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PA Officials Talk Emergency Funding, Patient Monitoring Amid Coronavirus Concerns

Jose Luis Magana
Sen. Bob Casey, D-Pa., talks to reporters on Capitol Hill in Washington, Tuesday, Jan. 21, 2020.

While Pennsylvania officials made assurances Wednesday that the state's medical community is preparing for a potential coronavirus outbreak, U.S. Sen. Bob Casey accused President Trump of not taking the outbreak seriously.

“[Elected officials] shouldn’t purposefully or intentionally give inaccurate information, and shouldn’t try to spin this so it helps someone politically,” Casey said. “The President has to do a much better job in giving accurate information all the time. I think it’d be better if he did very little talking and if he let the experts – the scientists and the professionals – do the talking with the American people.”

In a Senate committee hearing on Capitol Hill Tuesday, Casey also criticized the Trump administration for encouraging the use of short-term health care plans, which offer limited coverage and fewer protections for patients.

"We got a report where a guy got tested for the flu to make sure he didn't have coronavirus," Casey said at the Health, Education, Labor & Pensions committee hearing. "He finds out that his insurance is one of those short-term, limited-duration plans and doesn't cover basic testing. I hope this challenge we're facing will convince the administration that the advancement of junk plans are really dangerous especially when we face this kind of a threat. I'd hope they rethink their regulatory strategy going forward."

On Wednesday, Casey touted the need for a supplementary budget appropriation that could provide more than $8 billion in emergency funding to federal agencies, and provide reimbursement to state and local health departments that are handling outbreaks.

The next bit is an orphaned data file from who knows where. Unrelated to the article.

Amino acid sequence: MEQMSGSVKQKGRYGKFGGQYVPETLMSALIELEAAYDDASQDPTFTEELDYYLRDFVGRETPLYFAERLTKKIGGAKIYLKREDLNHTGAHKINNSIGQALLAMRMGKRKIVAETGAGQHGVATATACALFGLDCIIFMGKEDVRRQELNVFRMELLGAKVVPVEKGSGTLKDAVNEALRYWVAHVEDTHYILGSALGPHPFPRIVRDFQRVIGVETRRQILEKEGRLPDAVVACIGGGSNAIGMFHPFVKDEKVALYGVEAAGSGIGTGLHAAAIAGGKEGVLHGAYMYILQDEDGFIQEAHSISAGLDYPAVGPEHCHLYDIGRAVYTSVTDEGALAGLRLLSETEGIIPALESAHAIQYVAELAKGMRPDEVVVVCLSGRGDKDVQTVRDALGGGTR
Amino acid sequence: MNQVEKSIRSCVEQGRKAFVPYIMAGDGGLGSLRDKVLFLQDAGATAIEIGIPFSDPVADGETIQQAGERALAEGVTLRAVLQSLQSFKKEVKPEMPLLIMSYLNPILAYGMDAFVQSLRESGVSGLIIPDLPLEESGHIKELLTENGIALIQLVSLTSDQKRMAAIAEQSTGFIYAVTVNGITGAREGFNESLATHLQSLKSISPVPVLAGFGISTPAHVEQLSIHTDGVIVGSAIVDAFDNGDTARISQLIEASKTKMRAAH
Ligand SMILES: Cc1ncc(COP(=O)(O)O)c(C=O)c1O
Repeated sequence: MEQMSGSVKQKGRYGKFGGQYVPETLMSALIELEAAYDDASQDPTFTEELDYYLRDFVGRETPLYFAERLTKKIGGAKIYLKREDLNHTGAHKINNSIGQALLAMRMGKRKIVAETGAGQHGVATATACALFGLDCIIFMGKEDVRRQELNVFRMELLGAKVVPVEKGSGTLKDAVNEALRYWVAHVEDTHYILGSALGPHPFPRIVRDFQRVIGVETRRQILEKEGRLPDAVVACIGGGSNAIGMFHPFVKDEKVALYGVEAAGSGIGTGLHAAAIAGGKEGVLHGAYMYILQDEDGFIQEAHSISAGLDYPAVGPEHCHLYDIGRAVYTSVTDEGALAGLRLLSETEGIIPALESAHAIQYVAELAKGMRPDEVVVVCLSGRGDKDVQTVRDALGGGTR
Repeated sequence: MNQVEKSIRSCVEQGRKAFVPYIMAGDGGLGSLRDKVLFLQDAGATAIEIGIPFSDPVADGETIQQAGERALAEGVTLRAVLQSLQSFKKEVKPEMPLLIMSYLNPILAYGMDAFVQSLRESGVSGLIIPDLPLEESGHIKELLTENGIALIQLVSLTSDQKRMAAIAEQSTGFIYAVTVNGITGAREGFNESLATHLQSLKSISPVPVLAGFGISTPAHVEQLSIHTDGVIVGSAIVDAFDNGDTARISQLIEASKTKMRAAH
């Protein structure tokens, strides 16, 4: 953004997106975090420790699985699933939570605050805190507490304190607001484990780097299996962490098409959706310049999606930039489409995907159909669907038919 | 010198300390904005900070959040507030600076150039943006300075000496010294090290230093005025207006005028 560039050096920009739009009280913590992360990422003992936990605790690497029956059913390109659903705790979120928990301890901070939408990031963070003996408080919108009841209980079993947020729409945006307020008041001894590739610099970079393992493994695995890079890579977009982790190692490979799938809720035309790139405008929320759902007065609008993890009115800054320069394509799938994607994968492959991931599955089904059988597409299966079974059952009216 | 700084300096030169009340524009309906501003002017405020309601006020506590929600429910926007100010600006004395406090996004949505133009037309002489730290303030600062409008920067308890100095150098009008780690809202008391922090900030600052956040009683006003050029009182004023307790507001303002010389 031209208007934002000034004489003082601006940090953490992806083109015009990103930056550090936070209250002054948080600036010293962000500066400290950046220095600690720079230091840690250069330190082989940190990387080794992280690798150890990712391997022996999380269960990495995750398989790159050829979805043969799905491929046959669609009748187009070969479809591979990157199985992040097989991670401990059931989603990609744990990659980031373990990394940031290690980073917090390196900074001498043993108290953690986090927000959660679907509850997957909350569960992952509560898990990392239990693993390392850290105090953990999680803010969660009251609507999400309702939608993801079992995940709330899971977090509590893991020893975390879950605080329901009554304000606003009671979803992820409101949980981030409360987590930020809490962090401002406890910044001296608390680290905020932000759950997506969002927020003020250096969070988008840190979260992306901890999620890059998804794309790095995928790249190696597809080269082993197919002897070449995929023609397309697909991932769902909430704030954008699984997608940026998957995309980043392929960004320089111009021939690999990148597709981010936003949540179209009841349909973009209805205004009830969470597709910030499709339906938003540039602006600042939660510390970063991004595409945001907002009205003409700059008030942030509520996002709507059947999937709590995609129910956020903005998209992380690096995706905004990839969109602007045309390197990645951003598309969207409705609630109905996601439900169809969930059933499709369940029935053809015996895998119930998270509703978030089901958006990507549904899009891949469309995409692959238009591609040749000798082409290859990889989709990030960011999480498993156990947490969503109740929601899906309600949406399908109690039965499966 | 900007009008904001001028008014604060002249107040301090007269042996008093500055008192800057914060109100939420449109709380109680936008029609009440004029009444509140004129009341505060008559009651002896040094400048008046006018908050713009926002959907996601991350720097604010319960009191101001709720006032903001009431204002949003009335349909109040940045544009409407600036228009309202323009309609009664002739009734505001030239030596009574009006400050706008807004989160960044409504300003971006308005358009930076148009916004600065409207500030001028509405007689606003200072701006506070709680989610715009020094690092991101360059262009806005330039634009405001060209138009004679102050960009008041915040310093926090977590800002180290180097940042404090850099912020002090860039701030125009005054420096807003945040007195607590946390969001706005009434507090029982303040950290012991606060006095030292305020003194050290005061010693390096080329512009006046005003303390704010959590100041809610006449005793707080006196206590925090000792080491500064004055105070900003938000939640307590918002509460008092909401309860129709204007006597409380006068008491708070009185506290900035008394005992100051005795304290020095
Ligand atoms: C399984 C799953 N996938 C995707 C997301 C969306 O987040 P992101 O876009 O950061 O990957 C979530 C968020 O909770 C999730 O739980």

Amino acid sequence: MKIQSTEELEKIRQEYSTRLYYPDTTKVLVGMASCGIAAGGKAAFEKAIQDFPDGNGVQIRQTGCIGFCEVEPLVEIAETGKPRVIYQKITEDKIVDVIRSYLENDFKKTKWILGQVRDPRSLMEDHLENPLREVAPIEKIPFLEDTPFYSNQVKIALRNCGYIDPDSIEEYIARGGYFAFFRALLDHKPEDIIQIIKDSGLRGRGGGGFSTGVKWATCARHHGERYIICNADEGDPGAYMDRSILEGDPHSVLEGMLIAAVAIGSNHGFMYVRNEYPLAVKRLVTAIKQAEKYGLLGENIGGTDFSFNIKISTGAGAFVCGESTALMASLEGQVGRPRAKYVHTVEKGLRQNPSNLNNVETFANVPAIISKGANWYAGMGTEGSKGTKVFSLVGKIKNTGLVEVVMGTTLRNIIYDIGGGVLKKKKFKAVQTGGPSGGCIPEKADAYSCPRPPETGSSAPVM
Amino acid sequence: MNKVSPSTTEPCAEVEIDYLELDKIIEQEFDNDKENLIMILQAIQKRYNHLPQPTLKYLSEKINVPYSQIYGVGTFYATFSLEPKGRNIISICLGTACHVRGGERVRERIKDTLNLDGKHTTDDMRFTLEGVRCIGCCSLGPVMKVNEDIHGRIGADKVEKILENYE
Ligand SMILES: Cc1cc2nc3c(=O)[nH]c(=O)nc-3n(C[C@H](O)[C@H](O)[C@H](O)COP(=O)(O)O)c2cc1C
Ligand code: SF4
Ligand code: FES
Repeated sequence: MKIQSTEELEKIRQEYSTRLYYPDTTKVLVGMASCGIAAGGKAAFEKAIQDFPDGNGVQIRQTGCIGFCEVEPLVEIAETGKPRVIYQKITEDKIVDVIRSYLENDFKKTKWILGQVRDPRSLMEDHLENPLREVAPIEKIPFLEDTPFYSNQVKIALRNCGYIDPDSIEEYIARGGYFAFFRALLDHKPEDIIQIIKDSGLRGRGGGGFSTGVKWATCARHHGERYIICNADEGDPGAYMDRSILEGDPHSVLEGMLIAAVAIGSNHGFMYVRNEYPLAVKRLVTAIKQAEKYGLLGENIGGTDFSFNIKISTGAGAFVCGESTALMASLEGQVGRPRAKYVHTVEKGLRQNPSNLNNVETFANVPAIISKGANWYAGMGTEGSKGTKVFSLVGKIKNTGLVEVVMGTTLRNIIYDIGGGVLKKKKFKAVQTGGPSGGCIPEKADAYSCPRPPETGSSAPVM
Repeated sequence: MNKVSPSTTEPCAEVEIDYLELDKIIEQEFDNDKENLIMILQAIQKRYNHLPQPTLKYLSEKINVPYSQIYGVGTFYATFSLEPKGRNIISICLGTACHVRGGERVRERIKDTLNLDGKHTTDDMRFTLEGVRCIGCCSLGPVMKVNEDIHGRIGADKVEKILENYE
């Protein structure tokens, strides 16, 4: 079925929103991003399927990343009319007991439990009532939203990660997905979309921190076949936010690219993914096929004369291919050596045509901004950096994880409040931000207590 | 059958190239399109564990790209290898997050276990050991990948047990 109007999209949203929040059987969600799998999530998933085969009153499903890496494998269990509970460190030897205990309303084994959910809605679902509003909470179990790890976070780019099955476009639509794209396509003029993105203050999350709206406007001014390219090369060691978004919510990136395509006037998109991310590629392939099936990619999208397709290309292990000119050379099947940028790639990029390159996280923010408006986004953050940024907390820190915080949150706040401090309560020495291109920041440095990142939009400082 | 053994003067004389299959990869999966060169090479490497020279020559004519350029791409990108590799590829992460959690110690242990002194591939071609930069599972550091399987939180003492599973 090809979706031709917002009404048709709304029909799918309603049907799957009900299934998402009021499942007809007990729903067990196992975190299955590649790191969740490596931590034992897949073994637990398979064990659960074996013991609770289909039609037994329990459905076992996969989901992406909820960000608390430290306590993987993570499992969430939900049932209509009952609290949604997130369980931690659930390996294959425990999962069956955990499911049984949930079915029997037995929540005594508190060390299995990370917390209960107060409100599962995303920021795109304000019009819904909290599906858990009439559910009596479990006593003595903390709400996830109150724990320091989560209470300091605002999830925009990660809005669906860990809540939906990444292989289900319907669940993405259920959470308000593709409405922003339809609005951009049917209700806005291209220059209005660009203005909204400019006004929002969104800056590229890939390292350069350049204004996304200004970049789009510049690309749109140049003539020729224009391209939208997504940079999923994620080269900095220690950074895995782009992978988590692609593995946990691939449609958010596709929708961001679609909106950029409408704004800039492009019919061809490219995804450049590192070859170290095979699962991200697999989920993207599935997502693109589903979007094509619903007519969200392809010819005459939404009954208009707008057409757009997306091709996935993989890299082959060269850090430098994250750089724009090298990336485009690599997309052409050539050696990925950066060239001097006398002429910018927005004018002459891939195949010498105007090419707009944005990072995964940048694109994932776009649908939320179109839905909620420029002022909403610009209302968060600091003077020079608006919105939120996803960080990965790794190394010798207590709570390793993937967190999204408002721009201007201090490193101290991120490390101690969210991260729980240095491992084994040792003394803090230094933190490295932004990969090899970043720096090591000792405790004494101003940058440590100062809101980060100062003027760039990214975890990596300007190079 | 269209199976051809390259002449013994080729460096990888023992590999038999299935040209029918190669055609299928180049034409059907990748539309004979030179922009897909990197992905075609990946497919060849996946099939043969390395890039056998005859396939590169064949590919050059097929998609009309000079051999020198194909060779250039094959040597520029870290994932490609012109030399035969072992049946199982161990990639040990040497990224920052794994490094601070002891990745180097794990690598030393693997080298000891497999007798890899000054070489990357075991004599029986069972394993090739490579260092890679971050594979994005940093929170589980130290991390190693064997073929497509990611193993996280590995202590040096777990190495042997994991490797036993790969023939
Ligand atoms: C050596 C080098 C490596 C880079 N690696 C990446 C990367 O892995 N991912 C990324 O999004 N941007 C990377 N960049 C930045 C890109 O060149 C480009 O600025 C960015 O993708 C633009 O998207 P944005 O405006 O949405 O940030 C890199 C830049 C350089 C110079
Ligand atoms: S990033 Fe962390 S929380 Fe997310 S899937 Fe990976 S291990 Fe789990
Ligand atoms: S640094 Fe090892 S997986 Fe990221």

“This challenge is only growing,” Casey said, urging his Republican colleagues to find a compromise on the funding package. Congressional leaders did just that hours after the Pennsylvania Democrat's press call.

But Casey applauded the work of the Pennsylvania medical community to prepare for a possible outbreak, including taking the precautionary steps of isolating and monitoring more than 20 individuals in the University of Pennsylvania Health System system on the eastern side of the state.

“That involved taking them from triage, putting a mask on them, isolating them and then taking further steps,” said Dr. P.J. Brennan, the health system's Chief Medical Officer during the call with reporters.

Brennan said those individuals were isolated due to red flags that went up during their examination. But those patients there didn't meet the criteria for screening patients and therefore weren't further evaluated for coronavirus.

"On further questioning, we realized they had been back from China or another area for longer than the incubation period and did not warrant further evaluation down that pathway," he said.

“We currently have no confirmed cases in the state of Pennsylvania,” said Mark Ross, vice president of emergency management at the Hospital and Healthsystem Association of Pennsylvania. “We have been planning, exercising for pandemics for a number of years and we are working together in a very cohesive fashion with all the hospitals."

A spokesperson for the Pennsylvania Department of Health said there are individuals being tested in Pennsylvania but that there are no confirmed cases in the state as of yet.

There have been more than 100 cases in the United States and nine deaths.

WESA reported Tuesday that health systems in western Pennsylvania have not tested any patients for COVID-19, the disease caused by the coronavirus, but are prepared to do so if necessary.

Lucy Perkins is an editor and also reports on federal government and elections for the Government and Accountability team. Before joining the WESA newsroom, she was an NPR producer in Washington, D.C., working on news programs like All Things Considered and Weekend Edition. You can reach her at lperkins@wesa.fm.